Demo Coding, and Audio... uh, playing
June 26, 2006 10:58 PM   Subscribe

1.I'm looking for "demo coding" specific websites... i've seen a few that were lame, like, i wouldnt consider a demo coding site... oh, and by demo i mean graphics demo, like the ones seen on 2.a link to the smallest audio player you can think of, must play ogg, mp3, xm, it, mod, and s3m... the smallest i've found is called xmplay on, its 250kb or so
posted by xteraco to Computers & Internet (5 answers total)
To be nice, meta.
posted by loquax at 11:28 PM on June 26, 2006

This question could have been phrased as one topic. Anyway.

The oldschool "graphics demo" applications were originally hand-coded in assembly or machine code specific to the processor. (IE x86, or Amiga, or even PowerPC.) These demos were designed to showcase not only coding talent, but to take advantage of on-chip features or re-use known features in undocumented ways.

Which includes the graphics routines, the audio players, and oftentimes the music itself hardcoded in handbuilt synths and sequencers - if not just samples of music.

The tiniest standalone audio players were called "mod trackers". They treated tiny samples, waveforms, or transforms as "patches" - like a sample patch, but smaller - and were sequenced not unlike MIDI, but in a "tracker" program. The really acoustically complex tracker files often had a sort of "span" hack going on were an identifiable "sample" wasn't always contained in a single patch - IE, multiple patches would comprise one sound. The really clever ones would reuse these patches and snippets in other places or as other sounds. For example, one single part of a a snare hit with a roll-off could become a closed hi-hat - just by virtue of being a snippet of the overall assembly of patches that made up the whole snare sound.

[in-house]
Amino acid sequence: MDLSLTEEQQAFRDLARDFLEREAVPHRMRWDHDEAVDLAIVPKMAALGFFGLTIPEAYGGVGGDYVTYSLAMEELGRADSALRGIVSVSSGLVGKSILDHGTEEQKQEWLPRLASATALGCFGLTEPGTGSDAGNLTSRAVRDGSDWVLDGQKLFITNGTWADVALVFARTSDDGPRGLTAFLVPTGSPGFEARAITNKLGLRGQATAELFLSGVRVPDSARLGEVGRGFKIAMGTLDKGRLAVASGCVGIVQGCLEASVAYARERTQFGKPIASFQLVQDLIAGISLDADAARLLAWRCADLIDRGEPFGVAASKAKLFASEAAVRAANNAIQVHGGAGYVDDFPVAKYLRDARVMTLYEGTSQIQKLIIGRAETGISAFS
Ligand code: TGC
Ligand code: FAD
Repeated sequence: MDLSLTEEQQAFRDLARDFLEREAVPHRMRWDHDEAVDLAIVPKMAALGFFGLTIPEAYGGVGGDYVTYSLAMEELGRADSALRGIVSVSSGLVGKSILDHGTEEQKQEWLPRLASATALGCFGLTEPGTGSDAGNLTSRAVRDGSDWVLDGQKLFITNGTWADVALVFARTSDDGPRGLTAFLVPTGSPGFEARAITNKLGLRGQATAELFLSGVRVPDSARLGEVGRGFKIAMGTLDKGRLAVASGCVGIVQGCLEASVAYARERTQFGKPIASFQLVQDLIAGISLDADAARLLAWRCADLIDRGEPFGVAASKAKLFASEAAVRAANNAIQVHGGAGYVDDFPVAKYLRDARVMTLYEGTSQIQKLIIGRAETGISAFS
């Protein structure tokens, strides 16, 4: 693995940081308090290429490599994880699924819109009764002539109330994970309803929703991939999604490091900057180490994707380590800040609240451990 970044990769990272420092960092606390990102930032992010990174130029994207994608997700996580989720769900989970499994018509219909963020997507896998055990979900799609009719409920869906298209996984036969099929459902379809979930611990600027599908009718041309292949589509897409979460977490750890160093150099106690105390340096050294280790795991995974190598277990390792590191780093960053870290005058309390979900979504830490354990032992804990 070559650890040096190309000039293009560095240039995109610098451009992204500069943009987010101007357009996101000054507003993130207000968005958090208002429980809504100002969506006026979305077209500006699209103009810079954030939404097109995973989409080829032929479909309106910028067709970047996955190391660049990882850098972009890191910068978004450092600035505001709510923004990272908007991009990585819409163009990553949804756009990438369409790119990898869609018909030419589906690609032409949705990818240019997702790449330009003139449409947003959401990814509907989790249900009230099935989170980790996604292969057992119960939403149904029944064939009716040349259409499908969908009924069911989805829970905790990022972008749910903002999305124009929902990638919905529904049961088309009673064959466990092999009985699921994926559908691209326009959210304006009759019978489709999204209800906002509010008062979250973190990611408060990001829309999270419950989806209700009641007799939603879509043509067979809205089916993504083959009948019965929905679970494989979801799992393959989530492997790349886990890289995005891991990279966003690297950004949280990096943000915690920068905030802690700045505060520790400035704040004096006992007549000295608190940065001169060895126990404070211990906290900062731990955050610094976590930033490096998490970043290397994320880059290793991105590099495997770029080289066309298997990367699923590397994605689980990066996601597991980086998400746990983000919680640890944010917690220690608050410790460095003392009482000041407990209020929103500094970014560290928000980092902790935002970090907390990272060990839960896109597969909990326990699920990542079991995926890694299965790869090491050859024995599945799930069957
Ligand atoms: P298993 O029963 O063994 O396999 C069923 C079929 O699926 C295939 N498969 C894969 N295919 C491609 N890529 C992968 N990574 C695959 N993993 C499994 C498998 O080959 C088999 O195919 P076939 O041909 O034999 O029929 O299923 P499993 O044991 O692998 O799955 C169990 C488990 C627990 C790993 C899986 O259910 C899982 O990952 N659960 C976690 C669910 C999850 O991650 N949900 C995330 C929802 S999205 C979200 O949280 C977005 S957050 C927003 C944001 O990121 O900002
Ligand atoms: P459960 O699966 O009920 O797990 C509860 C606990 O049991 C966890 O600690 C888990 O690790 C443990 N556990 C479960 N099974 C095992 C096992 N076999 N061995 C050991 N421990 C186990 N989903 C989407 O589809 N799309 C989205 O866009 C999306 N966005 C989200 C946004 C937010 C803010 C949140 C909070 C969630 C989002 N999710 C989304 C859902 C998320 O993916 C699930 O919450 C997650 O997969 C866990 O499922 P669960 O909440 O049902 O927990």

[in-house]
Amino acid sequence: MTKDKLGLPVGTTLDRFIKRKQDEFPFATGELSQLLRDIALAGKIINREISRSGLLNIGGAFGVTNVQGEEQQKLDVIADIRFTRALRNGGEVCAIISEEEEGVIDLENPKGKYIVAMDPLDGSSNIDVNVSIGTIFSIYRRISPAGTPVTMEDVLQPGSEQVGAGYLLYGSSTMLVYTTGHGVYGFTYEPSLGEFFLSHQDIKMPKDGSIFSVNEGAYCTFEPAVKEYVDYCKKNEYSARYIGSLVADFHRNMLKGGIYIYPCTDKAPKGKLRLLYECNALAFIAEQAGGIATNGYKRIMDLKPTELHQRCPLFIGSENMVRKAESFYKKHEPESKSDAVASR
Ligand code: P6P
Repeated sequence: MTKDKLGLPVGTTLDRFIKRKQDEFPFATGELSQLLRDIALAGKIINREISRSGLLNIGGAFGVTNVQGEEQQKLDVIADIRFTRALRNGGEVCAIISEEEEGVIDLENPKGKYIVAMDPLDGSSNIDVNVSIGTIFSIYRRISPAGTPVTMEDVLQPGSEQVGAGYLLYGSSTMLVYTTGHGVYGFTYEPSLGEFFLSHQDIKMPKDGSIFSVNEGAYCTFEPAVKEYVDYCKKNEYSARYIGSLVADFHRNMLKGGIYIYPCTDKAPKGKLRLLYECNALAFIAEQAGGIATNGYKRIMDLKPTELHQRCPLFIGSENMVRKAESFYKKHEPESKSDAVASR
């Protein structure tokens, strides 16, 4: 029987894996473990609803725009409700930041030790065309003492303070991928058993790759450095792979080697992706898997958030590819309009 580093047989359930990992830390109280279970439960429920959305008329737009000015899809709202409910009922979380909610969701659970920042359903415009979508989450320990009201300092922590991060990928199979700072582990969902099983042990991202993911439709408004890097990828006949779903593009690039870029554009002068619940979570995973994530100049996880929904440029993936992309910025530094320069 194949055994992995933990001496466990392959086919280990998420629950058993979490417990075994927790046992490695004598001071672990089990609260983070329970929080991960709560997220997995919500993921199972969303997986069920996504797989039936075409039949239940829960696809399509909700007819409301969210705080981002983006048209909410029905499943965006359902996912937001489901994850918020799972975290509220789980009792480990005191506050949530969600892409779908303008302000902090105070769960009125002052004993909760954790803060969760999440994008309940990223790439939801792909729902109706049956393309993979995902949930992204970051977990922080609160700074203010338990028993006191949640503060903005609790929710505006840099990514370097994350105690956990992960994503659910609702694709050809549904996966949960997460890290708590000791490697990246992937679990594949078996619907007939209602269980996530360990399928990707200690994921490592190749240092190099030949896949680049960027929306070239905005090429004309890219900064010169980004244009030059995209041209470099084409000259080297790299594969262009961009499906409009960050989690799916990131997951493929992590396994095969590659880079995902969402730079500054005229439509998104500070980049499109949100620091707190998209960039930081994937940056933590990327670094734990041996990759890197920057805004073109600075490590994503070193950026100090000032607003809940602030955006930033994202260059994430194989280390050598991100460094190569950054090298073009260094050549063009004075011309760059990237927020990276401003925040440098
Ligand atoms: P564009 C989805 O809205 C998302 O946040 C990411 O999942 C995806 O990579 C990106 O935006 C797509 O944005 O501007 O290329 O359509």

It's not unlike a form of manually-coded compression, much like high-compression JPEG/MPEG uses pre-determined blocks of pixels chosen from a library of known shapes to approximate a continuous photo to reduce the total amount of data required to describe the image.

Take in all of the above and this is why seemingly simple "graphics demos" were such hot shit. They were designed to do the nigh-impossible in such a manner you really had to understand assembly or raw machine code to appreciate the magic going on.
posted by loquacious at 12:10 AM on June 27, 2006

Check out the Media & Music section on for all the smallest audio players. XMPlay is listed there among others.
posted by chuma at 6:02 AM on June 27, 2006

right, i didnt need anything on the history of demo's, i've been into the scene for quite some time, i've also been coding for quite some time, and i wasnt wondering about an audio player in relation to the demo scene.... i'm just bored, and wanting to look at some code to get some idea's for a demo i'm working on (sw rendered) and i want to see just how small a decent audio player can be.... . sinse the 2 werent asked in relation to each other, thats why i asked seperately
posted by xteraco at 7:28 AM on June 27, 2006

I find that a lot of the examples at have a kind of a demoscene-y vibe to them... You might find some inspiration in there.
posted by milov at 8:39 AM on June 27, 2006

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